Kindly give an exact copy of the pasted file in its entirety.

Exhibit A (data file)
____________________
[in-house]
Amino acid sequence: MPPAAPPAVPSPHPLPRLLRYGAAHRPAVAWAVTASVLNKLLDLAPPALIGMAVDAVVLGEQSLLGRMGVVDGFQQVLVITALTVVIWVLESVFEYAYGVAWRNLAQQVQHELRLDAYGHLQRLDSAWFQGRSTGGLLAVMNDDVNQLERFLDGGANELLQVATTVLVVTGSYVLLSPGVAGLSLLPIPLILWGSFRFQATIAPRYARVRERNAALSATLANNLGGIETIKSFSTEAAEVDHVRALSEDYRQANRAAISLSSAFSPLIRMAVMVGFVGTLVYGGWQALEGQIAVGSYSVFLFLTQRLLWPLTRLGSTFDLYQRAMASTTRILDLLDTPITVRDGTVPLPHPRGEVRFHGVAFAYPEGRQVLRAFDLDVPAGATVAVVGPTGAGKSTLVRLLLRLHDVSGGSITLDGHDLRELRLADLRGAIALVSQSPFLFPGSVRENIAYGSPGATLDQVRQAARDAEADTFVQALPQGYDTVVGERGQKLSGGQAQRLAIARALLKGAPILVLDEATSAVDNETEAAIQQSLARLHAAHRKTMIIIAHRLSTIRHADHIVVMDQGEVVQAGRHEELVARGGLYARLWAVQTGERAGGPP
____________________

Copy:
[in-house]
Amino acid sequence: MPPAAPPAVPSPHPLPRLLRYGAAHRPAVAWAVTASVLNKLLDLAPPALIGMAVDAVVLGEQSLLGRMGVVDGFQQVLVITALTVVIWVLESVFEYAYGVAWRNLAQQVQHELRLDAYGHLQRLDSAWFQGRSTGGLLAVMNDDVNQLERFLDGGANELLQVATTVLVVTGSYVLLSPGVAGLSLLPIPLILWGSFRFQATIAPRYARVRERNAALSATLANNLGGIETIKSFSTEAAEVDHVRALSEDYRQANRAAISLSSAFSPLIRMAVMVGFVGTLVYGGWQALEGQIAVGSYSVFLFLTQRLLWPLTRLGSTFDLYQRAMASTTRILDLLDTPITVRDGTVPLPHPRGEVRFHGVAFAYPEGRQVLRAFDLDVPAGATVAVVGPTGAGKSTLVRLLLRLHDVSGGSITLDGHDLRELRLADLRGAIALVSQSPFLFPGSVRENIAYGSPGATLDQVRQAARDAEADTFVQALPQGYDTVVGERGQKLSGGQAQRLAIARALLKGAPILVLDEATSAVDNETEAAIQQSLARLHAAHRKTMIIIAHRLSTIRHADHIVVMDQGEVVQAGRHEELVARGGLYARLWAVQTGERAGGPP